Solvitur Ambulando

Rob Goes Walking

  • Veteran Member
  • *****
  • Posts: 1196
Re: Magnetic compass on Viewranger behaving strangely
« Reply #32 on: 09:50:48, 15/04/19 »
Thanks guys. I have to admit to finding a paper map and compass a bit like VHS compared to ViewRanger blu ray but appreciate the skills that come with using them. I figured if I do the navigation course I will still probably use ViewRanger as a map since it handily has OS mapping but hit the "locate me" button less often. Then again maybe I'll start recording traces and have to use a paper map. We will see.

richardh1905

  • Veteran Member
  • *****
  • Posts: 2426
Re: Magnetic compass on Viewranger behaving strangely
« Reply #33 on: 10:16:15, 15/04/19 »
My recent Stony Cove Pike trip is a good example - I was climbing up the ridge from Caudale Quarry onto the broad expanse of Caudale Moor, I had entered the clouds so was paying close attention, and I noticed that the path started traversing around the side of the plateau rather than head up on to it. Out with the map and compass, and indeed the map did show the path traversing. So I simply used the compass and headed east, no finesse needed here as I was climbing upwards as well - soon enough, I made out the summit cairn a short distance away through the mist.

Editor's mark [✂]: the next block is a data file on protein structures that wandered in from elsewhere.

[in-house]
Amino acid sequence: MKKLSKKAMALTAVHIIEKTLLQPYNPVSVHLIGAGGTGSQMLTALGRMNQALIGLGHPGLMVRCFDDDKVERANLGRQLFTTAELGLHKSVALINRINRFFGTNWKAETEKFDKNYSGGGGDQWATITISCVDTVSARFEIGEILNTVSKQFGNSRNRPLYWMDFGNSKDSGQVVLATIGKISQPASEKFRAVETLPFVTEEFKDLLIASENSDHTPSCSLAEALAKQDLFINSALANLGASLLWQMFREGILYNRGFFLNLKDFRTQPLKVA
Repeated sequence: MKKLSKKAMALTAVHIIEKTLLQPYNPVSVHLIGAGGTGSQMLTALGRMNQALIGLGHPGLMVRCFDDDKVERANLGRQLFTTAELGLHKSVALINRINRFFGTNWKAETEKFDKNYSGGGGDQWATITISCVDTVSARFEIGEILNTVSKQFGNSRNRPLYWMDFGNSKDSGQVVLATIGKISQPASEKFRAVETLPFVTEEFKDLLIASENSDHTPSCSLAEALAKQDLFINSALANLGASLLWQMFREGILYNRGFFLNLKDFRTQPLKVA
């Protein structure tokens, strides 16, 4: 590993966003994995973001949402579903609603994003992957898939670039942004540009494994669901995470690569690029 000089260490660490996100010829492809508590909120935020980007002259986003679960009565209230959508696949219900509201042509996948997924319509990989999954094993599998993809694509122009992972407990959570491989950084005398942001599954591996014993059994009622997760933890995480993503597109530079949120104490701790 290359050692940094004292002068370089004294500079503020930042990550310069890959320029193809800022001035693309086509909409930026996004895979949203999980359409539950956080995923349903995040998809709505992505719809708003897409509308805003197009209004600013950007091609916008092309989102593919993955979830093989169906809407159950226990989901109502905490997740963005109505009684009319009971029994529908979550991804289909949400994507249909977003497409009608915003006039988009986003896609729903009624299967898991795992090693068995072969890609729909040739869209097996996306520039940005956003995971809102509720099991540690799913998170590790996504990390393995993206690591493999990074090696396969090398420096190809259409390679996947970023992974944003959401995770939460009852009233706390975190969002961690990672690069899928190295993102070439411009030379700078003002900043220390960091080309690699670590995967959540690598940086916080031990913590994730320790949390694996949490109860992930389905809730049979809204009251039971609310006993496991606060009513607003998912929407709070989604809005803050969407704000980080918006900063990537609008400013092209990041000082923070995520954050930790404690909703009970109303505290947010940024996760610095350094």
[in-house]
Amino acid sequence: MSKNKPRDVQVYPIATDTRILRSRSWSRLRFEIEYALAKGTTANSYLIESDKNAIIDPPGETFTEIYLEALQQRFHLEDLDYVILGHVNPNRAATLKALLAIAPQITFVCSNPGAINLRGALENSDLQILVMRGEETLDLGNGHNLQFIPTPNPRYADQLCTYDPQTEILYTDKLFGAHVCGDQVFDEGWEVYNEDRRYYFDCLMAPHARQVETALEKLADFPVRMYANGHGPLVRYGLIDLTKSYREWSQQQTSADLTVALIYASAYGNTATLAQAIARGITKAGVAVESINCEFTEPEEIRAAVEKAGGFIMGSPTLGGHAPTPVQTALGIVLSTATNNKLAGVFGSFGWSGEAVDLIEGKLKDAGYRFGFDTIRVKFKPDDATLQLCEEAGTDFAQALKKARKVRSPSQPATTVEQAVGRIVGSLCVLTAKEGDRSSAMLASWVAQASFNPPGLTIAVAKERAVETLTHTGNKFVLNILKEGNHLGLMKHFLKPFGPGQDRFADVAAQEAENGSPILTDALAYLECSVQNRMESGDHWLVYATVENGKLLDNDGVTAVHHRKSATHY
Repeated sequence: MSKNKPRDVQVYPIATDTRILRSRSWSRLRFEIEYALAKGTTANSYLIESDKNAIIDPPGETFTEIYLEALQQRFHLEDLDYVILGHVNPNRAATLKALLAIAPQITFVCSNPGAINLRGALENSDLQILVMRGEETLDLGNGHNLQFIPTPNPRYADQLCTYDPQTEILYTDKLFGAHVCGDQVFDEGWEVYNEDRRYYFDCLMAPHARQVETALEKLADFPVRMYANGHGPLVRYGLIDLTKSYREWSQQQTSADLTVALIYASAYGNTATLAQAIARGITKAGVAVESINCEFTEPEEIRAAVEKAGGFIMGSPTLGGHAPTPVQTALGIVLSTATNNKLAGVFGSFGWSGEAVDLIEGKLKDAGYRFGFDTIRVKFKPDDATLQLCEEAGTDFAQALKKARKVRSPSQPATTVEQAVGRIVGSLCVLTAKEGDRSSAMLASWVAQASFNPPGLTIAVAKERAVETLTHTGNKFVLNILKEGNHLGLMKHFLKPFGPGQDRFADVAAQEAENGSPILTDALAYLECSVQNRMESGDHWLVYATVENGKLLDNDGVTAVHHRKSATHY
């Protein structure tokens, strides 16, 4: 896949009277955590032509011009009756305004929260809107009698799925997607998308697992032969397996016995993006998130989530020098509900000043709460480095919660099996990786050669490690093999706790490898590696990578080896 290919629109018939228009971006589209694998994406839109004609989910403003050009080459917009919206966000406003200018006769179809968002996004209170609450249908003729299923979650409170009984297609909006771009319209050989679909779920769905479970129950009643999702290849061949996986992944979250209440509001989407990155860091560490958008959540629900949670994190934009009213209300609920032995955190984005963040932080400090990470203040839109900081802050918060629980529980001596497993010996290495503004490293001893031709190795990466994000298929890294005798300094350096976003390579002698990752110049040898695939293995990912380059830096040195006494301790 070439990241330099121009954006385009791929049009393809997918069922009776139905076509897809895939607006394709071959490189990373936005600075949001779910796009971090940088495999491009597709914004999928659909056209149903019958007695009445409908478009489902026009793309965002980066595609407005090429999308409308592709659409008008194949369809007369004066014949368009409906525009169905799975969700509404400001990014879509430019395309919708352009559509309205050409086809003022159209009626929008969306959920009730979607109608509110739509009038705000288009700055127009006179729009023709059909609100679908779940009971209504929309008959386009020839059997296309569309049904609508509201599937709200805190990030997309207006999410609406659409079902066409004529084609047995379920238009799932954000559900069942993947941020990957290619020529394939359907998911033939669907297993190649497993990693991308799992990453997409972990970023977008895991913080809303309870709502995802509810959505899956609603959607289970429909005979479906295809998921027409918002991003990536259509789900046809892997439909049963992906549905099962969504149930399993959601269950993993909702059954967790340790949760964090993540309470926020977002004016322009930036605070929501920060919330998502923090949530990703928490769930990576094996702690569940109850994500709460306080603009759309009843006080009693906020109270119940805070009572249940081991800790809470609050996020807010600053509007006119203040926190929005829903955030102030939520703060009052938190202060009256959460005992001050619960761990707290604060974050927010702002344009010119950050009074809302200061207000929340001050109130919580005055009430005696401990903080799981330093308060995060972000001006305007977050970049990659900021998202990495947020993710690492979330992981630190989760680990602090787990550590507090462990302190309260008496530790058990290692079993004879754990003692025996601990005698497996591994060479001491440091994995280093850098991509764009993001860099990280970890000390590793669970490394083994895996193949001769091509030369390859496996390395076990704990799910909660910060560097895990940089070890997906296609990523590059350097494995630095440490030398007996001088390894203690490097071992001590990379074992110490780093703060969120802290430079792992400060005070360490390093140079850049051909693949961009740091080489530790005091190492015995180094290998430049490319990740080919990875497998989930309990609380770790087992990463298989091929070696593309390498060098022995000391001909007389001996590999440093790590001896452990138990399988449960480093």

This gave me a more accurate 'fix' on the map, and I headed slightly south of east, descending slightly and intending to pass to the south of the small tarn marked on the map, and meet a stone wall that I could then follow on to the summit of Stony Cove Pike. This all went to plan - as I have said, walls are a great navigational aid.

From the summit of Stony Cove Pike, I took a quick compass bearing just to check that I wasn't going to do something stupid and head off in the wrong direction (important), and then I simply followed a wall northwards down the ridge towards Hartsop Dodd, until I came out of the clouds, and all was revealed below me.
« Last Edit: 10:48:10, 15/04/19 by richardh1905 »

ninthace

  • Veteran Member
  • *****
  • Posts: 4143
Re: Magnetic compass on Viewranger behaving strangely
« Reply #34 on: 10:22:07, 15/04/19 »
The problem with gps navigation is it is a bit like reading the Telegraph through the letterbox.  That’s why I print off the map of my route on A4 so I can see where I am in relation to the bigger picture.  The added advantage is that I do not have to struggle with a big map, unfolding it, finding myself on it and then stowing it again. A4 folds into 4 to fit in a pocket. If you print on both sides you can fit quite a decent walk ion one sheet. If I have more than one sheet, I keep the in use sheet in one pocket and the rest in my thigh pocket.
Gives you something to use your compass with too.
« Last Edit: 10:27:10, 15/04/19 by ninthace »
Solvitur Ambulando

Rob Goes Walking

  • Veteran Member